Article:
Our research group uses quantitative approaches to study the evolution and adaptive value of animal behaviour in natural contexts. We are interested in how behaviour has evolved, what the adaptive value of behaviour is, and what the mechanisms that underlie behaviour are.  

Although we are traditional behavioural ecologists at heart, we borrow computational approaches developed for model laboratory systems like Drosophila and Zebrafish, and employ them in settings where animal behaviour has evolved – Lake Tanganyika, the Mediterranean Sea, coral reefs, and tropical rainforests. Using techniques like computer vision and machine learning, automated tracking of behaviour, and 3D reconstruction of environments, we aim for a quantitative assessment of the expression and value of behaviour in the places it naturally occurs. 

Using many different taxa, we seek to understand how social interactions are modified by current context, how animals perceive and process social cues, and how environments – both social and physical – change and are changed by behaviour. We take a broad approach, combining studies of proximate neurobiological and genetic mechanisms, with analyses of the physics of interactions, up to broad evolutionary and ecological studies of social influence and behaviour.

Here’s Alex (and lab dog Sabi) giving an overview of some of our research activities:

And here are some of our current projects.

The evolution of social behaviour

When complex social structures evolve, what needs to change in terms of the behaviour animals express? Do social animals need to do more, that is, must a richer or more complex behavioural repertoire evolve? Are we as human observers able to detect the potentially subtle ways that behaviour may differ in what appear to be similar contexts? And can machine learning approaches help us in this endeavour?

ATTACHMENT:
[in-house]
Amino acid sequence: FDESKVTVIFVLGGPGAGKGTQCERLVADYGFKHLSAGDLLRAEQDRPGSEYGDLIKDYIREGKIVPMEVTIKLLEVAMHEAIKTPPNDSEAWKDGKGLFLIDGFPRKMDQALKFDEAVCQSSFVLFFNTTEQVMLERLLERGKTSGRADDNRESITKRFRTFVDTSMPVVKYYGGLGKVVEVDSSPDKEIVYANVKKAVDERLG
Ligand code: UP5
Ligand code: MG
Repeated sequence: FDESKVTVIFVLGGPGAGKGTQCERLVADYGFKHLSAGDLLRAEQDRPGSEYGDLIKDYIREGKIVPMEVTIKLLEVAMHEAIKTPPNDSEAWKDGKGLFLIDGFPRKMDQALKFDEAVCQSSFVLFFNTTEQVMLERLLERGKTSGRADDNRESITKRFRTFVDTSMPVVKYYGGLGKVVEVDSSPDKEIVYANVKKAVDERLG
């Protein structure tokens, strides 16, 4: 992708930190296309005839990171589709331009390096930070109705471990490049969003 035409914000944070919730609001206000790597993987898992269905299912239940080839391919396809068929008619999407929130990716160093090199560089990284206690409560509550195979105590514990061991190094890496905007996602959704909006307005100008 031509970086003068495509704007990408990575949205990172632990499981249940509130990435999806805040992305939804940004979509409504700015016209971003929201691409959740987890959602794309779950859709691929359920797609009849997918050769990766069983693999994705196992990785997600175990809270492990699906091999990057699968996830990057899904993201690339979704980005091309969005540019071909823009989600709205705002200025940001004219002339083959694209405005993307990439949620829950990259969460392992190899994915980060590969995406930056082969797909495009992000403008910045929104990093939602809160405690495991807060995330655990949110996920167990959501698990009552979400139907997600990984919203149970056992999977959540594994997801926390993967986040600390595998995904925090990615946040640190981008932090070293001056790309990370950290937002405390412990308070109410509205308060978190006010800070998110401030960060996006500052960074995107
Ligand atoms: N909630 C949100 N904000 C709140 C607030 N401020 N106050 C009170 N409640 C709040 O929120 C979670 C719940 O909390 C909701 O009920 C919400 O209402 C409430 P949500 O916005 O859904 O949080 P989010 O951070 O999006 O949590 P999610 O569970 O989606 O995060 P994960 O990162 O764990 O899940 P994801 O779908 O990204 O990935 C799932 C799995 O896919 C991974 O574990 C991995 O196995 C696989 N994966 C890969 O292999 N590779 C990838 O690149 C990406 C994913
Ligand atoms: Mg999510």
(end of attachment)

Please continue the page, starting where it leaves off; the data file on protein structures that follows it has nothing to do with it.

We ask these questions across a range of systems, from the explosive adaptive radiation in Tanganyikan cichlids, damselfish on Jamaican coral reefs, Trinidadian guppies, and spiders in the Latin American rainforests.

The interaction between physical and social spaces

“We shape our buildings; thereafter they shape us” – Winston Churchill

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Animals affect, and are affected by, their environments. This simple relationship means that it is difficult to assess how removing animals from their natural contexts might influence their behavioural expression. We aim to quantify the natural structures in which animals live and interact, and manipulate attributes of these structures to experimentally test their effects.

The evolution of social competence and cognition

Living in groups potentially imposes cognitive challenges that solitary animals do not face. Memory of past interactions, inference of unknown relationships, and recognition of individuals may be required to maintain functional social groups. Using a blend of virtual and traditional approaches, we try to understand the range of cognitive abilities that have evolved along with social living, along with how these differences may be encoded in the brain itself.

If you’re interested in finding out about Alex Jordan, more information is here.